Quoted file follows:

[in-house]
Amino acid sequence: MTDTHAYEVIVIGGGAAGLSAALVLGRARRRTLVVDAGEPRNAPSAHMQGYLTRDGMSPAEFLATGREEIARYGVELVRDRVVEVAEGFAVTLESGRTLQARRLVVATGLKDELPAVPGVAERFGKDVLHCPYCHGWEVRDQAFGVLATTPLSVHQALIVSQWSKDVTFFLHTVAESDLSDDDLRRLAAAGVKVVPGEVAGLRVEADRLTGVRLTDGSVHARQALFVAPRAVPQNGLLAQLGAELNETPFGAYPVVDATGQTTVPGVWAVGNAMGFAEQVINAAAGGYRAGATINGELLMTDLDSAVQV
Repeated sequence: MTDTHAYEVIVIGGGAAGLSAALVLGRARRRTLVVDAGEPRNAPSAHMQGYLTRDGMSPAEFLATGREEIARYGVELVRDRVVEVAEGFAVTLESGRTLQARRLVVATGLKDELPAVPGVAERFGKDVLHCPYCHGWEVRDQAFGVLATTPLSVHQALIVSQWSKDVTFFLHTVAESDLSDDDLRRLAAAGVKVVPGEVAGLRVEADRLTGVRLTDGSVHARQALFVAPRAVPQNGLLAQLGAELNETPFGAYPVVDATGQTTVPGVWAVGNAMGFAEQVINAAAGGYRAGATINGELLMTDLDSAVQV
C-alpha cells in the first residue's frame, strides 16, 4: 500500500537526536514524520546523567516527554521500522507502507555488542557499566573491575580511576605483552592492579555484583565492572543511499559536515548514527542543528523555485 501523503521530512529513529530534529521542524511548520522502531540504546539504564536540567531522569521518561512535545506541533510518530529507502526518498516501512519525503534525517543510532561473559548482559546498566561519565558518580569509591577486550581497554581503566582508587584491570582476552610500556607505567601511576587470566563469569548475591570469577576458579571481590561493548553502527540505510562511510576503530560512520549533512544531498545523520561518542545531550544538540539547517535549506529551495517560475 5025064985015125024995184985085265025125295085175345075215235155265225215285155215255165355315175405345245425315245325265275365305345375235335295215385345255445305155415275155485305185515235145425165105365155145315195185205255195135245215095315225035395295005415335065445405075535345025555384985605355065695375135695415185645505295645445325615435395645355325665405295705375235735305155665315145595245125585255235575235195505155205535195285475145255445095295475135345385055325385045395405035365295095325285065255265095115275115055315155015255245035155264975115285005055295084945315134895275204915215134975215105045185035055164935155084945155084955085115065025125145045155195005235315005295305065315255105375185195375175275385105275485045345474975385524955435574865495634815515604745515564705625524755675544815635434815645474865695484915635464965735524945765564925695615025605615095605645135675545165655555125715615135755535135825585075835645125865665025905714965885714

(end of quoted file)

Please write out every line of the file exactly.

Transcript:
[in-house]
Amino acid sequence: MTDTHAYEVIVIGGGAAGLSAALVLGRARRRTLVVDAGEPRNAPSAHMQGYLTRDGMSPAEFLATGREEIARYGVELVRDRVVEVAEGFAVTLESGRTLQARRLVVATGLKDELPAVPGVAERFGKDVLHCPYCHGWEVRDQAFGVLATTPLSVHQALIVSQWSKDVTFFLHTVAESDLSDDDLRRLAAAGVKVVPGEVAGLRVEADRLTGVRLTDGSVHARQALFVAPRAVPQNGLLAQLGAELNETPFGAYPVVDATGQTTVPGVWAVGNAMGFAEQVINAAAGGYRAGATINGELLMTDLDSAVQV
Repeated sequence: MTDTHAYEVIVIGGGAAGLSAALVLGRARRRTLVVDAGEPRNAPSAHMQGYLTRDGMSPAEFLATGREEIARYGVELVRDRVVEVAEGFAVTLESGRTLQARRLVVATGLKDELPAVPGVAERFGKDVLHCPYCHGWEVRDQAFGVLATTPLSVHQALIVSQWSKDVTFFLHTVAESDLSDDDLRRLAAAGVKVVPGEVAGLRVEADRLTGVRLTDGSVHARQALFVAPRAVPQNGLLAQLGAELNETPFGAYPVVDATGQTTVPGVWAVGNAMGFAEQVINAAAGGYRAGATINGELLMTDLDSAVQV
C-alpha cells in the first residue's frame, strides 16, 4: 500500500537526536514524520546523567516527554521500522507502507555488542557499566573491575580511576605483552592492579555484583565492572543511499559536515548514527542543528523555485 501523503521530512529513529530534529521542524511548520522502531540504546539504564536540567531522569521518561512535545506541533510518530529507502526518498516501512519525503534525517543510532561473559548482559546498566561519565558518580569509591577486550581497554581503566582508587584491570582476552610500556607505567601511576587470566563469569548475591570469577576458579571481590561493548553502527540505510562511510576503530560512520549533512544531498545523520561518542545531550544538540539547517535549506529551495517560475 5025064985015125024995184985085265025125295085175345075215235155265225215285155215255165355315175405345245425315245325265275365305345375235335295215385345255445305155415275155485305185515235145425165105365155145315195185205255195135245215095315225035395295005415335065445405075535345025555384985605355065695375135695415185645505295645445325615435395645355325665405295705375235735305155665315145595245125585255235575235195505155205535195285475145255445095295475135345385055325385045395405035365295095325285065255265095115275115055315155015255245035155264975115285005055295084945315134895275204915215134975215105045185035055164935155084945155084955085115065025125145045155195005235315005295305065315255105375185195375175275385105275485045345474975385524955435574865495634815515604745515564705625524755675544815635434815645474865695484915635464965735524945765564925695615025605615095605645135675545165655555125715615135755535135825585075835645125865665025905714965885714